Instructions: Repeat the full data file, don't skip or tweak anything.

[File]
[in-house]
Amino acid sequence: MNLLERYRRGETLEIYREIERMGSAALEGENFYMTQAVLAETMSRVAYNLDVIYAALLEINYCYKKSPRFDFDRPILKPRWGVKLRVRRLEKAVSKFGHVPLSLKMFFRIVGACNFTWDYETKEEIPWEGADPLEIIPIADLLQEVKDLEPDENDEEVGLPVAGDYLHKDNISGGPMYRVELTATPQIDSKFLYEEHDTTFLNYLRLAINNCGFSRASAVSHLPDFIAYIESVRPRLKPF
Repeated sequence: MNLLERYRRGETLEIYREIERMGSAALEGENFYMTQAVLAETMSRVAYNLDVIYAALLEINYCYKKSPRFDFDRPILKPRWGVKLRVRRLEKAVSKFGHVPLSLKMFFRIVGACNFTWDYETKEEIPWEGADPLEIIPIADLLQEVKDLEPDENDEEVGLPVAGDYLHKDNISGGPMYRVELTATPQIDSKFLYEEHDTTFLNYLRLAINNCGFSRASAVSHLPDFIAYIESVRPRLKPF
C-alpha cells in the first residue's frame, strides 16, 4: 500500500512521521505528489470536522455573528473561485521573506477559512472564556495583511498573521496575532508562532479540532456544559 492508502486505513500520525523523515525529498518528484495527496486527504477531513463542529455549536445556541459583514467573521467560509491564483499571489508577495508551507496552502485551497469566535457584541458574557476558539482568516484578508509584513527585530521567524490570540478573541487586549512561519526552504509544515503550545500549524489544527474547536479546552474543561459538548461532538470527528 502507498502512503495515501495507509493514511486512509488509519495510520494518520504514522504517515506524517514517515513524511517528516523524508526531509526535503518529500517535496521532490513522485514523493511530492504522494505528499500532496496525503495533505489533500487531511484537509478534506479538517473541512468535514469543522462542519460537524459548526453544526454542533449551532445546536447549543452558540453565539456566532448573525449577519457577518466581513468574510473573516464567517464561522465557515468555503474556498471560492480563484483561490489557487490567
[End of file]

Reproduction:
[in-house]
Amino acid sequence: MNLLERYRRGETLEIYREIERMGSAALEGENFYMTQAVLAETMSRVAYNLDVIYAALLEINYCYKKSPRFDFDRPILKPRWGVKLRVRRLEKAVSKFGHVPLSLKMFFRIVGACNFTWDYETKEEIPWEGADPLEIIPIADLLQEVKDLEPDENDEEVGLPVAGDYLHKDNISGGPMYRVELTATPQIDSKFLYEEHDTTFLNYLRLAINNCGFSRASAVSHLPDFIAYIESVRPRLKPF
Repeated sequence: MNLLERYRRGETLEIYREIERMGSAALEGENFYMTQAVLAETMSRVAYNLDVIYAALLEINYCYKKSPRFDFDRPILKPRWGVKLRVRRLEKAVSKFGHVPLSLKMFFRIVGACNFTWDYETKEEIPWEGADPLEIIPIADLLQEVKDLEPDENDEEVGLPVAGDYLHKDNISGGPMYRVELTATPQIDSKFLYEEHDTTFLNYLRLAINNCGFSRASAVSHLPDFIAYIESVRPRLKPF
C-alpha cells in the first residue's frame, strides 16, 4: 500500500512521521505528489470536522455573528473561485521573506477559512472564556495583511498573521496575532508562532479540532456544559 492508502486505513500520525523523515525529498518528484495527496486527504477531513463542529455549536445556541459583514467573521467560509491564483499571489508577495508551507496552502485551497469566535457584541458574557476558539482568516484578508509584513527585530521567524490570540478573541487586549512561519526552504509544515503550545500549524489544527474547536479546552474543561459538548461532538470527528 502507498502512503495515501495507509493514511486512509488509519495510520494518520504514522504517515506524517514517515513524511517528516523524508526531509526535503518529500517535496521532490513522485514523493511530492504522494505528499500532496496525503495533505489533500487531511484537509478534506479538517473541512468535514469543522462542519460537524459548526453544526454542533449551532445546536447549543452558540453565539456566532448573525449577519457577518466581513468574510473573516464567517464561522465557515468555503474556498471560492480563484483561490489557487490567